Easter eggs are the best in Pixar movies, and Coco is no exception. I’ve talked a lot about how much I love the film COCO. The best thing about watching movies over and over are the new details I catch that I missed the first or second time. Here are fun facts and Easter eggs in Coco to look for the next time you watch it!
What are Pixar Easter Eggs?
Some fans refer to “Easter eggs” that are found in Pixar movies. They are basically inside jokes, nods, and references hidden in the movies. They can be references to past Pixar movies or references to characters, objects, even cameo appearances. I’m not so good at finding them, because you have to have a keen eye. But it’s fun to see the creativity and then look for them afterwards when I know they’re there. Did you notice these Easter eggs in Coco?
Fun Facts and Easter Eggs in Coco
1. All of the guitar playing in “Coco” is technically accurate. Filmmakers videotaped musicians playing each song and strapped GoPros to their guitars to give animators reference footage. New code was written to simulate how guitar strings vibrate to make the motion blur of guitar-playing look good.
2. The Rivera family’s shoemaking facilities were inspired by a real shoemaker’s shop in Oaxaca, Mexico. To showcase this generations-old business, artists included details like rolls of leather in the back of a truck, defunct shoemaking tools stored in the attic, and even an old Rivera Family Shoemakers sign near the entrance to Miguel’s attic hideout.
3. Filmmakers were so dazzled by the vibrant alebrijes they saw in their travels throughout Mexico, they wanted to incorporate the folk art into the story. The alebrijes are brought to life in “Coco” as dynamic spirit guides throughout the Land of the Dead. A secret nod to Mamá Imelda’s spirt guide Pepita appears on the Rivera family’s ofrenda: a cat alebrije near Imelda’s photo is painted in the same colors as Pepita.
4. When Miguel stops to check out a table of alebrijes in Santa Cecilia, Pepita is visible to his left. There are also two small clownfish alebrije on his right that were inspired by Marlin and Nemo from “Finding Dory.” Other veteran Pixar characters, like Kevin from “Up,” were used as base models for the animated alebrije characters in the Land of the Dead.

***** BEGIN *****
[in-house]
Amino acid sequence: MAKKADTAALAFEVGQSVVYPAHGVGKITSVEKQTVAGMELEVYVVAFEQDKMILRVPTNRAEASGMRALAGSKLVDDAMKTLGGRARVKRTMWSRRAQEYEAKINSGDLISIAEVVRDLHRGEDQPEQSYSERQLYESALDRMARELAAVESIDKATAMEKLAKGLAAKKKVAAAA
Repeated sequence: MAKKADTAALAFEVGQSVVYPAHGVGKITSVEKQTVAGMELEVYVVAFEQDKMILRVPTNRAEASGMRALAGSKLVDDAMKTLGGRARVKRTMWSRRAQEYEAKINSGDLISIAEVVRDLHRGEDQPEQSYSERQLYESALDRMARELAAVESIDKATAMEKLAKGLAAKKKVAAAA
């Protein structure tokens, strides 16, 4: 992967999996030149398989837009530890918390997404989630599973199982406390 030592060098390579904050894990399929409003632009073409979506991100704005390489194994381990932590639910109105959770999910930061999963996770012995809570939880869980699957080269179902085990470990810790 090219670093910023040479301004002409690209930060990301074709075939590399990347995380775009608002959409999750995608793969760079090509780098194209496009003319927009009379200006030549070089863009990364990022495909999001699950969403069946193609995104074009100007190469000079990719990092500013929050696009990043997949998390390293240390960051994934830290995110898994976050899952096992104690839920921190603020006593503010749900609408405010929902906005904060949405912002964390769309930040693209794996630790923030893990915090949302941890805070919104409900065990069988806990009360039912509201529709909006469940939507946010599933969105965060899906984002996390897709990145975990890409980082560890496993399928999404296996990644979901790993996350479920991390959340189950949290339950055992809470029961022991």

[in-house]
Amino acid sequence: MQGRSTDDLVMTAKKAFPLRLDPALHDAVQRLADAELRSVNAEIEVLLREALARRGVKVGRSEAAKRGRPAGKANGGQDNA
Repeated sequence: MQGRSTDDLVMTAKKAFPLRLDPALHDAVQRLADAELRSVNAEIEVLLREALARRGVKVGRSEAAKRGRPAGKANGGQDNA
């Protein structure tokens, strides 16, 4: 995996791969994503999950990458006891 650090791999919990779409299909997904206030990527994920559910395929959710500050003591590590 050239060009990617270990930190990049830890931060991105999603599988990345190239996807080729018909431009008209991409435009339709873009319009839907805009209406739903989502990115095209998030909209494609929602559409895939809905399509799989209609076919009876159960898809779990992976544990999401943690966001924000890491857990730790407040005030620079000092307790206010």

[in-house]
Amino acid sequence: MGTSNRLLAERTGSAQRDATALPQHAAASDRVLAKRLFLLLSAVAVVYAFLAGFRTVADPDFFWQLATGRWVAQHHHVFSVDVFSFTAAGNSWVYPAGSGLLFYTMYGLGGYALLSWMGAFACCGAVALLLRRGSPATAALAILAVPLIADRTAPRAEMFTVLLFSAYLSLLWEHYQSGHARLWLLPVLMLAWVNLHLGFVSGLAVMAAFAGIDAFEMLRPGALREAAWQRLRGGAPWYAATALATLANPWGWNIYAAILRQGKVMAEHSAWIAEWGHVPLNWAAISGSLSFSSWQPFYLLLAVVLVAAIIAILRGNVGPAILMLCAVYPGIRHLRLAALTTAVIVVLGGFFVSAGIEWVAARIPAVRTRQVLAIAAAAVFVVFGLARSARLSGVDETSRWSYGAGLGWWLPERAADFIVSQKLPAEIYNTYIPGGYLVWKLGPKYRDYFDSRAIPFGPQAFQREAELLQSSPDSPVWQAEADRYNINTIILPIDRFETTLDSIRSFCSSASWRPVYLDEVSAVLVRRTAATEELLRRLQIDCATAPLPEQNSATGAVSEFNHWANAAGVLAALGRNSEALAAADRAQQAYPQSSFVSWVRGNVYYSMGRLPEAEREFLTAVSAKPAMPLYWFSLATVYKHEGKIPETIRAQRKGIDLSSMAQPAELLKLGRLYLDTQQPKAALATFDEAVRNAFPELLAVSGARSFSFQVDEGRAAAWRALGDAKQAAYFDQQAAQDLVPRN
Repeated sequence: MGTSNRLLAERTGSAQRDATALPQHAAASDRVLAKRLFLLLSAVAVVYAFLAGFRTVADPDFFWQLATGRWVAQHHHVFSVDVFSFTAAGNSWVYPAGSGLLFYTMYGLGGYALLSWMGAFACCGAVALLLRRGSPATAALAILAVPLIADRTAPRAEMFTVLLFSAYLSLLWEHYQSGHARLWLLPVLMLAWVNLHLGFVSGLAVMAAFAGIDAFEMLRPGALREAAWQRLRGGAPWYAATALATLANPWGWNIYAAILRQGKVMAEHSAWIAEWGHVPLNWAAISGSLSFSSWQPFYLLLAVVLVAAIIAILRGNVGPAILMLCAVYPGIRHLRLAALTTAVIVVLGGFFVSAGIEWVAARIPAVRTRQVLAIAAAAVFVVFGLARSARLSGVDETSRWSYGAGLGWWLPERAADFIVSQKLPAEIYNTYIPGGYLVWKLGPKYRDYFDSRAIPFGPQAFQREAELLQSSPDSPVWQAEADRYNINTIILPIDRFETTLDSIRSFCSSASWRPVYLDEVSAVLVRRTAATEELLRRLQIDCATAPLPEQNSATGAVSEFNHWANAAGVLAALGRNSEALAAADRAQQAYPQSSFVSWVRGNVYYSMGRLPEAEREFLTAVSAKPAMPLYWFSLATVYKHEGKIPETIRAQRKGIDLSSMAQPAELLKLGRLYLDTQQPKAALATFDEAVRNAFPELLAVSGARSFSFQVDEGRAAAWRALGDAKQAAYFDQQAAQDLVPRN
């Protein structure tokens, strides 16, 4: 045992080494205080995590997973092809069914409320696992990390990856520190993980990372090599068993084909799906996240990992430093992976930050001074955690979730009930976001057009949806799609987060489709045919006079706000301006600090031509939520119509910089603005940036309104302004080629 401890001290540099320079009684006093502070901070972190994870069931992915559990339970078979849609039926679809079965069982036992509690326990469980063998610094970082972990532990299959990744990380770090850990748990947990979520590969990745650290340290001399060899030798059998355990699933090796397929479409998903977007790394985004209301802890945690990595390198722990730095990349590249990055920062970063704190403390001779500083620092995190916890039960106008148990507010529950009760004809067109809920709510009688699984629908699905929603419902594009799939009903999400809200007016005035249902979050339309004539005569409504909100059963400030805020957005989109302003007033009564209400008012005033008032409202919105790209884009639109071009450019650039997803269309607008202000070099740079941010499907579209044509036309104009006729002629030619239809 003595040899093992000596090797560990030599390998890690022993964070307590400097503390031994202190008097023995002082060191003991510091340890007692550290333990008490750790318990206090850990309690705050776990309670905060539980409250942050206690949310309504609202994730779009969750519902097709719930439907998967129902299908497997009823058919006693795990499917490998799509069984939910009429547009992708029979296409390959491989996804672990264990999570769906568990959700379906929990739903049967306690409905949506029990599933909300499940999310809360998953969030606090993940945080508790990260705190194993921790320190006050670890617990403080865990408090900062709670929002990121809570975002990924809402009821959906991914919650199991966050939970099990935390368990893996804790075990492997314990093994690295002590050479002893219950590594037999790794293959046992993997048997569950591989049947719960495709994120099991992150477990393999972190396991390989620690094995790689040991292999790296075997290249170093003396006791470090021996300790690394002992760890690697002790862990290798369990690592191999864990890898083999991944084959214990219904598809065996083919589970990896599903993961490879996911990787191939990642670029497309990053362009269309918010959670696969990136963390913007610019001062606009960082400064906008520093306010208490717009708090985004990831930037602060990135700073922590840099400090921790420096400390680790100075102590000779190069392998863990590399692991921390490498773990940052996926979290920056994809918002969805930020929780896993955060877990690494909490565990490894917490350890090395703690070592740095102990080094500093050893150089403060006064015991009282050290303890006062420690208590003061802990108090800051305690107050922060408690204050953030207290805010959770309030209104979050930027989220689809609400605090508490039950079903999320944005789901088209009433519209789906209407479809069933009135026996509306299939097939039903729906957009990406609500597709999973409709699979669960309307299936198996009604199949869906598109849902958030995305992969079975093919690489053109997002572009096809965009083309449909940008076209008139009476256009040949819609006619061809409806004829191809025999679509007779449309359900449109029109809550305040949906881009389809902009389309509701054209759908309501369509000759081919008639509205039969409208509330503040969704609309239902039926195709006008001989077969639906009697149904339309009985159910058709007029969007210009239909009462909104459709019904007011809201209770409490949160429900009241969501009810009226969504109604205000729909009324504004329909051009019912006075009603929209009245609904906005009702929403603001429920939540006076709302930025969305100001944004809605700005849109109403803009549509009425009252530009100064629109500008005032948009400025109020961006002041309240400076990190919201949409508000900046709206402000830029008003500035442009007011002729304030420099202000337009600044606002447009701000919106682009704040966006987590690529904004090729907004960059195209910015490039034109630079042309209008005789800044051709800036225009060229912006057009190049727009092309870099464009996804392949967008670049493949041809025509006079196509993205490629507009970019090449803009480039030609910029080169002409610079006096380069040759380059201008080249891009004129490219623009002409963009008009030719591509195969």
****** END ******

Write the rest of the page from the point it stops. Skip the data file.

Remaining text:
5. Miguel meets legendary artist Frida Kahlo during his journey in the Land of the Dead. Filmmakers used various references—including the artist’s own work—to create the character, designing a variation of the Tehuantepec-style costume Kahlo often wore. 3 December 5, 2017 Inspired by Kahlo’s pet spider-monkeys that appear in many of her self-portraits, filmmakers created a monkey-alebrije for Kahlo’s spirit guide.
6. Food is a big part of Día de Muertos celebrations—and can be a challenge to create in animation. Getting the right sheen on the turkey leg that Miguel throws for Dante was tricky, as was creating the plate of molé negro that Dante eyes on the ofrenda—making the color and texture appealing wasn’t easy. Filmmakers purchased a lot of “reference” along the way to ensure authenticity (a welcome task), and even made tamales together early in the production.
7. Miguel creates his own ofrenda in a hidden attic corner. Dedicated to Ernesto de la Cruz, the ofrenda includes candles and marigolds, as well as pictures of the performer. Miguel uses a beat-up TV and VCR to watch old movies starring Ernesto himself. In fact, Miguel has watched the videos so much, he taught himself to play the guitar. The room also features several of Ernesto’s albums. To keep Ernesto’s career straight, filmmakers created a backstory for Miguel’s beloved idol that includes a full timeline of his movies, songs and albums.
8. Artists embraced the skull motif, utilizing the iconic shape in creative ways. The headstock of Ernesto de la Cruz’s guitar is perhaps the most memorable skull in the film (other than the skeletons featured). The motif also appears throughout the Land of the Dead, including the gate to Marigold Grand Central 4 December 5, 2017 Station, the windows in the Department of Family Reunions, the doors on the funiculars at Ernesto’s mansion, the lights on the stage where Miguel sings “Un Poco Loco,” the light fixtures in the clerk’s office, and even the DJ station at the party. The synchronized swimmers who perform late in the movie provide yet another example.
9. Twins run in the Rivera family. Miguel meets his twin uncles, Tio Felipe and Tio Oscar, in the Land of the Dead. He also has twin cousins Benny and Manny, who are about 4 years old.
10. Miguel’s loyal canine companion Dante is a Xolo dog—short for Xoloitzcuintli—the national dog of Mexico. Nearly hairless, Xolos often have missing teeth, and for that reason their tongue naturally hangs out. Filmmakers included this detail in Dante’s design— his tongue behaves like a character itself. To achieve the look, they borrowed the rig used in “Finding Dory” for “septopus” Hank’s dynamic tentacles.
11. The song “Remember Me,” heard multiple times in the movie, was written by Kristen Anderson-Lopez and Robert Lopez, the team behind the Oscar®-winning song “Let It Go” from Walt Disney Animation Studios’ 2013 feature “Frozen.”
So tell me now, did you see any of these Easter eggs in Coco? I’m going to watch it again to look for them!
Check out my coverage from the Pixar Coco Event for more Coco fun!